Council defers decision on closing road allowance amid concern it would restrict Fish Lake access

(Gazette file photo)



Concern from council over the potential limitation of public access to Fish Lake caused council to defer a request to close a road allowance and declare it surplus Tuesday.

Potter Road property owners James and Raeanne Neilson requested that council close a portion of the road allowance between Concession 1 West of Green Point and Concession 2 West of Green Point and convey the lands to them.

The road ran through the property and they conveyed a desire to connect the two parts of their property. The landowners would pay $1,000 to have the move completed. The proposal was subject to a public meeting in January, at which time no objections were heard. A report prepared by the County’s civil engineering technologist Tanya Reddick that was approved by senior staff came before committee of the whole earlier this month.

In it, Redden concluded that the municipality did not believe it had to retain the land because the subject road allowance was not actively used or maintained by the County and it was unlikely to serve a future need. The conveyance would also not result in any other property being landlocked.

The allowance led to an area described on a reference plan as “edge of marsh” which may be navigable by a canoe or small boat. Redden also noted the area might become shoreline as water levels fluctuate.

While committee of the whole allowed the recommendation to move forward, councillor Janice Maynard pulled the item from the committee minutes for further discussion. Her concern was that the County was going against a previously stated preference not to close access points to water.

“Access to water is something that once you give it away, you never get it back,” she said. “It’s death by a thousand cuts. Every time we close one of these roads, we’re one step closer to removing public access for people.”

While Maynard conceded there is public access from a road on the other side of Fish Lake, she cited policy council approved to not close public access.

Councillor Lenny Epstein asked commissioner of engineering, development, and works Robert McAuley if such a policy exists. Going from memory, the commissioner said he believed council did make that direction though he didn’t know how strong the wording was.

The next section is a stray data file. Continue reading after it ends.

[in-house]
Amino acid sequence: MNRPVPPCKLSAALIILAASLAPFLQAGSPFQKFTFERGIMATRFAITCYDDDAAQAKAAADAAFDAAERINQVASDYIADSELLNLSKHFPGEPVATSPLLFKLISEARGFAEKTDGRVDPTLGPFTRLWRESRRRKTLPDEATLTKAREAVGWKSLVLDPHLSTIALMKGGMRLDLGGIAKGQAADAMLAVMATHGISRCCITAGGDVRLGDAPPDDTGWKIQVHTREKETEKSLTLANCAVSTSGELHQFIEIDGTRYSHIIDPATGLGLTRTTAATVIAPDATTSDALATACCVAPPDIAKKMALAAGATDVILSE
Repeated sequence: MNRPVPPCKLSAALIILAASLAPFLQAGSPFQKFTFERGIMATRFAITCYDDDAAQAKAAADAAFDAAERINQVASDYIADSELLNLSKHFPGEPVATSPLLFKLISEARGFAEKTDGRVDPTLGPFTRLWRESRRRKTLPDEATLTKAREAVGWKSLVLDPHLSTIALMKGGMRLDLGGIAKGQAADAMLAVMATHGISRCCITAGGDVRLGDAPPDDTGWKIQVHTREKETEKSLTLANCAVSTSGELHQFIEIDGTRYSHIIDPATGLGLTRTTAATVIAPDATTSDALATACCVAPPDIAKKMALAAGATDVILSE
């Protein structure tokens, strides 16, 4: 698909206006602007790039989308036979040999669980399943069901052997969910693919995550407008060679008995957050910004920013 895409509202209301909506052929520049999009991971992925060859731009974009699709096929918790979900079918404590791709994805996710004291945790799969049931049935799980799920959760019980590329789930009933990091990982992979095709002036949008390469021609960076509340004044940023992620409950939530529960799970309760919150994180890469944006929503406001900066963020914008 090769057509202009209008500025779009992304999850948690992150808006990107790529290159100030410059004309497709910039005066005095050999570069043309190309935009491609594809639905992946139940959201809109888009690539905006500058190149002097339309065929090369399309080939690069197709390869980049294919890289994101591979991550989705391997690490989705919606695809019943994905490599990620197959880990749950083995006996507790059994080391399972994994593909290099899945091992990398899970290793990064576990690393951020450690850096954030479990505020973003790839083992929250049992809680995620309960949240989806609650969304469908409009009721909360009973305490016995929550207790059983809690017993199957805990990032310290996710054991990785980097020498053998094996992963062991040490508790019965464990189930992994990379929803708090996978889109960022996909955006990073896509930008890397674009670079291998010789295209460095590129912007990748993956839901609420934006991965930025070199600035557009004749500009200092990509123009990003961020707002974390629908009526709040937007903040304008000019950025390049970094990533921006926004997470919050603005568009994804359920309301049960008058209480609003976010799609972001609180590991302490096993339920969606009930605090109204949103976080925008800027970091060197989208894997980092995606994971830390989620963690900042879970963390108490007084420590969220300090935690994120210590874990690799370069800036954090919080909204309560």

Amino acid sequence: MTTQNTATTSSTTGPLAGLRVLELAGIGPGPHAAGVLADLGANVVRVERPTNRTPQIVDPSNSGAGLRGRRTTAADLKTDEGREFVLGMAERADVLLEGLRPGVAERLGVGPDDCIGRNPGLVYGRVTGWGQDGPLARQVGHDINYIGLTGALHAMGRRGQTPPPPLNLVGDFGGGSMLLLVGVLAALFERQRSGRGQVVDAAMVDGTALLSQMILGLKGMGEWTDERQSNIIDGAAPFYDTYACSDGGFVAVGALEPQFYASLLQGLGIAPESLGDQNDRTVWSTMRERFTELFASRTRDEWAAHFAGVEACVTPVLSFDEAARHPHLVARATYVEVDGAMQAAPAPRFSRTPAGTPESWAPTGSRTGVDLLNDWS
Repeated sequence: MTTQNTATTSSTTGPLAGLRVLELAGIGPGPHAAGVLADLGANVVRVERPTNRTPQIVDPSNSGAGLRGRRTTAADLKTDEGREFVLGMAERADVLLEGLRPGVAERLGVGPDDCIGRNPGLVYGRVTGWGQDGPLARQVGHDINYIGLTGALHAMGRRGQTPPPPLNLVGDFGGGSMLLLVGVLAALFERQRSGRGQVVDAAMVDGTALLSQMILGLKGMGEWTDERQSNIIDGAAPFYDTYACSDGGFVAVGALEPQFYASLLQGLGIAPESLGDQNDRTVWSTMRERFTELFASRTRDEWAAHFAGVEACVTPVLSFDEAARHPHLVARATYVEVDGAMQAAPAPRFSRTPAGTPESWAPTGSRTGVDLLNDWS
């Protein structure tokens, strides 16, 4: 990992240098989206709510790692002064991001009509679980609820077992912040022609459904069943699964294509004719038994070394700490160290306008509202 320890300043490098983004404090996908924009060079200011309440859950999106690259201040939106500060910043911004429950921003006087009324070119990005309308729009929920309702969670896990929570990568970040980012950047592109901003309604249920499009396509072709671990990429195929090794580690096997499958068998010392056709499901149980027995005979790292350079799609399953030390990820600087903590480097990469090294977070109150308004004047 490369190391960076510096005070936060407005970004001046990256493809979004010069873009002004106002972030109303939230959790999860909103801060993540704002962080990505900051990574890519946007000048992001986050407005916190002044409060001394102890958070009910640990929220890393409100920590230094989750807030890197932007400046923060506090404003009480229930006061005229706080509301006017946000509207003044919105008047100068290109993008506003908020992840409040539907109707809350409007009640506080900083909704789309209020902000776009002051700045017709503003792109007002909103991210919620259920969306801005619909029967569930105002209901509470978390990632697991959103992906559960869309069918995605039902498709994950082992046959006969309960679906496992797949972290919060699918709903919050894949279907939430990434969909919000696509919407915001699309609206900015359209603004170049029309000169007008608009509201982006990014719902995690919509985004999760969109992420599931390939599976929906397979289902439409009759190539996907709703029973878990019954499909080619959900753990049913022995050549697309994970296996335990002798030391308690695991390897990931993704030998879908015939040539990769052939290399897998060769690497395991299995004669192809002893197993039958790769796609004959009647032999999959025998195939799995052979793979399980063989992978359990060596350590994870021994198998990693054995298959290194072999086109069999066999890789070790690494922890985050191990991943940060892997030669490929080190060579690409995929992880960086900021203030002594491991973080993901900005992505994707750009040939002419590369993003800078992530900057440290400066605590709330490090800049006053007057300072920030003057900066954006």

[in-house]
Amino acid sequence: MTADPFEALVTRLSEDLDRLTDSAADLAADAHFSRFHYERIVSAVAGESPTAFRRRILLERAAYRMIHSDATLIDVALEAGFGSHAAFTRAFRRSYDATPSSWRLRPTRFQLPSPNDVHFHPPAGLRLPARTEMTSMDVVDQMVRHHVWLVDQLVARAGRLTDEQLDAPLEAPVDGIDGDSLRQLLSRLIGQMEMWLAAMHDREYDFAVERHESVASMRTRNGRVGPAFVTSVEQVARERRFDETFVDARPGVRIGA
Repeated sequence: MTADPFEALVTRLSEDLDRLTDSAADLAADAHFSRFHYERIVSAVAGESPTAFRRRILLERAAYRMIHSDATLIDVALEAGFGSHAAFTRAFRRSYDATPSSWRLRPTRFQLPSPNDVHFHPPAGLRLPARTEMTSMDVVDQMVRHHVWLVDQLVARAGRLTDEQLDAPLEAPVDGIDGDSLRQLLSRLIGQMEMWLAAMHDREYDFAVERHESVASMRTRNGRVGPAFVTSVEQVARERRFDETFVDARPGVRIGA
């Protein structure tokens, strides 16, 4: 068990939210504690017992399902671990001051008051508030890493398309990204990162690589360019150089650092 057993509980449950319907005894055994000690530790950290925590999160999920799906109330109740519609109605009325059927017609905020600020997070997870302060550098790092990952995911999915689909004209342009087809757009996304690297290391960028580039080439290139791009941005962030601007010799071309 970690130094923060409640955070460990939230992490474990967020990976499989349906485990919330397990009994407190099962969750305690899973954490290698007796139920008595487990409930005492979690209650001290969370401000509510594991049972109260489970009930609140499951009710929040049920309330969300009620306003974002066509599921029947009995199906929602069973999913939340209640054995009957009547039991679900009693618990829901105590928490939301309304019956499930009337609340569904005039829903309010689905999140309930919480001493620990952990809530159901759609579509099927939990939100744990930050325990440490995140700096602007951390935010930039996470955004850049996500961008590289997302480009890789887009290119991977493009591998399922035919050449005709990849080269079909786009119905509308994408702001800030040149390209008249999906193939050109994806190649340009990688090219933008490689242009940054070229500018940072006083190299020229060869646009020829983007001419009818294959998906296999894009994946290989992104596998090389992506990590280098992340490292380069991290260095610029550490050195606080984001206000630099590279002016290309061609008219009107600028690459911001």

Epstein pressed for why staff might be recommending a course of action contrary to policy.

McAuley replied that staff felt that given the marshy condition of the land around the access, there wasn’t any real benefit.

Councillor Steven Graham said he’d also like clarity on why the recommendation appeared to fly in the face of council’s direction. McAuley said without the policy in hand, he was unable to provide further information, but he added “council has deviated from its policies before.”

Councillor Brad Nieman said he could not support closing the road allowance.

“I’m in the same boat. We have access to water and, I think, in previous years sitting here we’ve had this discussion before about closing public access to water,” he said. “I just can’t support closing that access up. On the other side of the lake, if that gets closed, nobody has access to that water. I can’t support it.”

McAuley said he didn’t know who owned the title to the other road allowance.

Councillor Jim Dunlop said he was prepared to support the closure, surplus declaration and conveyance.

“I will support this. We have access on the other side of the lake and we’re talking about Fish Lake. Who uses Fish Lake?”

Councillor Roy Pennell said he’d be prepared to move deferral to allow staff to bring back a report with more detail. “Right now, there may be a lot of people affected,” he said. “I think there was good reason for this to be brought forward but I think we have to know all the facts,” he said.

McAuley supported the deferral.

“Something rings in my mind that there was a severance involved or a planning decision prefaced on this action being taken as well… that this arose from a planning decision. I’d want to check on those decisions as well to see if we’d given a double jeopardy to the planning decision,” he said.

Council supported Pennell’s motion to refrain from making a decision until it received a report from McAuley. No timeline was set in the motion.